If, like me, you get a bit scared at the very idea of a snake you might think that the ocean would be one place you’d be sure not to bump into any. But you’d be wrong, as the sea krait – or Chinese sea snake – lurks around coral reefs, waiting to catch any unsuspecting prey with its paralyzing venom. That’s the venom which is 10 times the strength of cobra venom, in case you’re still thinking these things might be harmless. They also come onto land, for females to lay their eggs, but mainly live just off-shore in caves or rock formations. However, they are oxygen-breathing, so have to break the surface every few hours in order to survive.
So, they can follow you onto land if you manage to outswim them (they don’t swim very fast, so that at least is a possibility). The good news is that they don’t tend to attack humans unless they feel threatened, and their black-and-white patterning makes them easy to spot. Just don’t threaten them. Probably best to stay away from their eggs!
The pufferfish is another creature that’s popular with children’s TV series, as the makers of those shows seem to be under the impression that you can use them as a replacement for balloons when needed. I wouldn’t advise it. Yes, the pufferfish does blow up, but its spikes when it does so are sharp, and the puffer itself is highly poisonous. In fact, it’s the second most poisonous vertebrate in the world, after the golden poison frog.
That doesn’t stop pufferfish from being a delicacy in many countries, most notably Japan. It has to be prepared by expert chefs, as a wrongly cut fish can be lethal. Puffer soup – or fugu chiri in Japanese – is the most common form of puffer poisoning but the raw meat (sashimi fugu) can induce a kind of intoxicated state, along with numbness. That’s the main appeal of it, apparently, but if that’s what you’re after, you’re probably best off sticking with the sake and avoiding these spiny beasts altogether.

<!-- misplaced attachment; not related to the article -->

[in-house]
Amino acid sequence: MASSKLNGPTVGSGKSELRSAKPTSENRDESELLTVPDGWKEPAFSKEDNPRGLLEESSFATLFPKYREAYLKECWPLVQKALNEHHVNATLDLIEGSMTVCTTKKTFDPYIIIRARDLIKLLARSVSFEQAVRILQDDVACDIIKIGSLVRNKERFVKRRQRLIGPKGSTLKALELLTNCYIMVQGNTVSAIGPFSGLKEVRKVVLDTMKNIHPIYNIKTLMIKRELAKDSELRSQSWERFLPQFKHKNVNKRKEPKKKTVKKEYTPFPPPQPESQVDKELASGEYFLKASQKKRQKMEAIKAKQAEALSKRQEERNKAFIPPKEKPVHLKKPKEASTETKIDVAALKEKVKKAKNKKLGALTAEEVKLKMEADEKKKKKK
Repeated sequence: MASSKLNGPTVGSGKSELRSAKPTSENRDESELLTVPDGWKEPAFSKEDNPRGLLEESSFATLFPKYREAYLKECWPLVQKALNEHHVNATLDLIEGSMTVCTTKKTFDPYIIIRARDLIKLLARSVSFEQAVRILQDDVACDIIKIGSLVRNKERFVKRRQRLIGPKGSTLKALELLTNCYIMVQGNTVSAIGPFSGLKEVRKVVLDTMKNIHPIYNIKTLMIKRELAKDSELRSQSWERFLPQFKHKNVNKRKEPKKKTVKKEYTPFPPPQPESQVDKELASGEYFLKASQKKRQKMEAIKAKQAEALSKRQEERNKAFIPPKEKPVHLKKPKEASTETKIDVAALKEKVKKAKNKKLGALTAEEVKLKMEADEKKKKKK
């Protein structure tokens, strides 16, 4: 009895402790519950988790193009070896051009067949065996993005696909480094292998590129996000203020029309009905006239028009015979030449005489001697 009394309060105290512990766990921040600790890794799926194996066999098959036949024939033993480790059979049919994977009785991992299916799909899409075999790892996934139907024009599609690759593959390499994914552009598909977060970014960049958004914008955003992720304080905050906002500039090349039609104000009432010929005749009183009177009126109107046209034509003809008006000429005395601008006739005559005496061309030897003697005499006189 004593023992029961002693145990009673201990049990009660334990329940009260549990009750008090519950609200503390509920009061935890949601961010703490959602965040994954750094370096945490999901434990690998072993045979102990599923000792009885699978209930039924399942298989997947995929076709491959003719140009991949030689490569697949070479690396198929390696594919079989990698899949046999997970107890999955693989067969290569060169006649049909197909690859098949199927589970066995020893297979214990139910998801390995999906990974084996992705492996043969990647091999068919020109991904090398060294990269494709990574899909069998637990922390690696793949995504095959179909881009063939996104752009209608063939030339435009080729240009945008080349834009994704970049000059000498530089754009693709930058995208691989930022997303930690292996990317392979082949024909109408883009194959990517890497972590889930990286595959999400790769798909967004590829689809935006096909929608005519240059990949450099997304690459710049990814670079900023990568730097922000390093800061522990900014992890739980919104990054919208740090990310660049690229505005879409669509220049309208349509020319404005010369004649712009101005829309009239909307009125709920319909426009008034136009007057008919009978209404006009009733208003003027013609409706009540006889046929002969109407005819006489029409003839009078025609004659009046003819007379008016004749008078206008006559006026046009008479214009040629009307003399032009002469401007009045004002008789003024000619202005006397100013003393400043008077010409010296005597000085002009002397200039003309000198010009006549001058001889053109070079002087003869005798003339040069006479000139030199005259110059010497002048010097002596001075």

5. Snot Sea Cucumber
It’s not a pretty name, is it? And not a pretty creature either. But the snot sea cucumber has a remarkable party trick – its outer wall is made up of a type of collagen that they can tighten and loosen when needed. So, if it needs to get through a tiny gap it can basically liquefy itself, pour through the gap and then reassemble on the other side. Nifty, hey?
The other trick that some sea cucumbers pull is to go into a type of hibernation if the water temperature gets too high, where their bodily functions shut down until the temperature returns to normal. Some other varieties can shoot out toxins to defend themselves against predators. These slimy creatures, who are found all over the world in different varieties, may not be beautiful but they are certainly clever.